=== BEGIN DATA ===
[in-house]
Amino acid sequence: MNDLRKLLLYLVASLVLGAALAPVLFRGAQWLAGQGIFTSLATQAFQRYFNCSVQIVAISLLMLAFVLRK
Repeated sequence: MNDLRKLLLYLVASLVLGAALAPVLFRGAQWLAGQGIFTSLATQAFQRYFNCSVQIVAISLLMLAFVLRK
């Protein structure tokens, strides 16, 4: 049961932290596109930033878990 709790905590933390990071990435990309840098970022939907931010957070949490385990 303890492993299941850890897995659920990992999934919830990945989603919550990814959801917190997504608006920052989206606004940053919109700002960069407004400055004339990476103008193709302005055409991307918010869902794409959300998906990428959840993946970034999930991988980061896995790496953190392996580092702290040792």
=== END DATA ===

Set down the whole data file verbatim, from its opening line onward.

[in-house]
Amino acid sequence: MNDLRKLLLYLVASLVLGAALAPVLFRGAQWLAGQGIFTSLATQAFQRYFNCSVQIVAISLLMLAFVLRK
Repeated sequence: MNDLRKLLLYLVASLVLGAALAPVLFRGAQWLAGQGIFTSLATQAFQRYFNCSVQIVAISLLMLAFVLRK
């Protein structure tokens, strides 16, 4: 049961932290596109930033878990 709790905590933390990071990435990309840098970022939907931010957070949490385990 303890492993299941850890897995659920990992999934919830990945989603919550990814959801917190997504608006920052989206606004940053919109700002960069407004400055004339990476103008193709302005055409991307918010869902794409959300998906990428959840993946970034999930991988980061896995790496953190392996580092702290040792």